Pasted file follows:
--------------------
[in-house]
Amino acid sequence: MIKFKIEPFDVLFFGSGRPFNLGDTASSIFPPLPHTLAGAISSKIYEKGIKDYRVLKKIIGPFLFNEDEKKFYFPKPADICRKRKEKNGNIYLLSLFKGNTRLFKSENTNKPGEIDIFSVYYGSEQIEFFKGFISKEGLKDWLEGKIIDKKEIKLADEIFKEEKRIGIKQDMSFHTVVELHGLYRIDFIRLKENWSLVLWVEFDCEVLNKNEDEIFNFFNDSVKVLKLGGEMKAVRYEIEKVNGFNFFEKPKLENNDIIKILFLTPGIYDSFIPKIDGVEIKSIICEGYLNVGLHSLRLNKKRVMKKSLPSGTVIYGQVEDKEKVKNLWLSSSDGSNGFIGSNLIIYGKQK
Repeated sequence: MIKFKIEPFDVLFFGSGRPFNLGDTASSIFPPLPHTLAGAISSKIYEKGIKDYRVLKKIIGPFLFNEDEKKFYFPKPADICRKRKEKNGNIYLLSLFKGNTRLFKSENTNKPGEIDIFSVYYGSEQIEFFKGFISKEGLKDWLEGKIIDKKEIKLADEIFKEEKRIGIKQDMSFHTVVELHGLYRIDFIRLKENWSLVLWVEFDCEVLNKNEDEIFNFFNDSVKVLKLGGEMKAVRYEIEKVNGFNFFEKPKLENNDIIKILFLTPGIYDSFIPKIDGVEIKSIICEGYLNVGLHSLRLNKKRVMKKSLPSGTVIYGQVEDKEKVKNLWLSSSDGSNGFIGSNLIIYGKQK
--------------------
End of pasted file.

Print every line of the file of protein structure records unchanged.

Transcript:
[in-house]
Amino acid sequence: MIKFKIEPFDVLFFGSGRPFNLGDTASSIFPPLPHTLAGAISSKIYEKGIKDYRVLKKIIGPFLFNEDEKKFYFPKPADICRKRKEKNGNIYLLSLFKGNTRLFKSENTNKPGEIDIFSVYYGSEQIEFFKGFISKEGLKDWLEGKIIDKKEIKLADEIFKEEKRIGIKQDMSFHTVVELHGLYRIDFIRLKENWSLVLWVEFDCEVLNKNEDEIFNFFNDSVKVLKLGGEMKAVRYEIEKVNGFNFFEKPKLENNDIIKILFLTPGIYDSFIPKIDGVEIKSIICEGYLNVGLHSLRLNKKRVMKKSLPSGTVIYGQVEDKEKVKNLWLSSSDGSNGFIGSNLIIYGKQK
Repeated sequence: MIKFKIEPFDVLFFGSGRPFNLGDTASSIFPPLPHTLAGAISSKIYEKGIKDYRVLKKIIGPFLFNEDEKKFYFPKPADICRKRKEKNGNIYLLSLFKGNTRLFKSENTNKPGEIDIFSVYYGSEQIEFFKGFISKEGLKDWLEGKIIDKKEIKLADEIFKEEKRIGIKQDMSFHTVVELHGLYRIDFIRLKENWSLVLWVEFDCEVLNKNEDEIFNFFNDSVKVLKLGGEMKAVRYEIEKVNGFNFFEKPKLENNDIIKILFLTPGIYDSFIPKIDGVEIKSIICEGYLNVGLHSLRLNKKRVMKKSLPSGTVIYGQVEDKEKVKNLWLSSSDGSNGFIGSNLIIYGKQK